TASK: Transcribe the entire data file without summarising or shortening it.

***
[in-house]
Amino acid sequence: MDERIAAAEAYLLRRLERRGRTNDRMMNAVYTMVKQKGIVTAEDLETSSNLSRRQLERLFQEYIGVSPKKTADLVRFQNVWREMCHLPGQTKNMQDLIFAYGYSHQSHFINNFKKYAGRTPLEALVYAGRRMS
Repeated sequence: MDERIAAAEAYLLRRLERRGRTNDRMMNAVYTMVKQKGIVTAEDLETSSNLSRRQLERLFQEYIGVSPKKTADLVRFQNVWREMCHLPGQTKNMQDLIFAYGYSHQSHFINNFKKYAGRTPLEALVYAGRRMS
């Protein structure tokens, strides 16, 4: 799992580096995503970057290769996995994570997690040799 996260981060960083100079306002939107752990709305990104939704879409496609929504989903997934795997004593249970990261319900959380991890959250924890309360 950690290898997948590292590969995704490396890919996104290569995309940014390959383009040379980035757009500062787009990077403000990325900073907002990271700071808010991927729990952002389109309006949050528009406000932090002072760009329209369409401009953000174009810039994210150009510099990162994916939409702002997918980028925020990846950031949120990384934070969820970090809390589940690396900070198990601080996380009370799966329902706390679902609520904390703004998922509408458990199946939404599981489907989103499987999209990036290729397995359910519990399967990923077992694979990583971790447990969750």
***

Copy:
[in-house]
Amino acid sequence: MDERIAAAEAYLLRRLERRGRTNDRMMNAVYTMVKQKGIVTAEDLETSSNLSRRQLERLFQEYIGVSPKKTADLVRFQNVWREMCHLPGQTKNMQDLIFAYGYSHQSHFINNFKKYAGRTPLEALVYAGRRMS
Repeated sequence: MDERIAAAEAYLLRRLERRGRTNDRMMNAVYTMVKQKGIVTAEDLETSSNLSRRQLERLFQEYIGVSPKKTADLVRFQNVWREMCHLPGQTKNMQDLIFAYGYSHQSHFINNFKKYAGRTPLEALVYAGRRMS
């Protein structure tokens, strides 16, 4: 799992580096995503970057290769996995994570997690040799 996260981060960083100079306002939107752990709305990104939704879409496609929504989903997934795997004593249970990261319900959380991890959250924890309360 950690290898997948590292590969995704490396890919996104290569995309940014390959383009040379980035757009500062787009990077403000990325900073907002990271700071808010991927729990952002389109309006949050528009406000932090002072760009329209369409401009953000174009810039994210150009510099990162994916939409702002997918980028925020990846950031949120990384934070969820970090809390589940690396900070198990601080996380009370799966329902706390679902609520904390703004998922509408458990199946939404599981489907989103499987999209990036290729397995359910519990399967990923077992694979990583971790447990969750």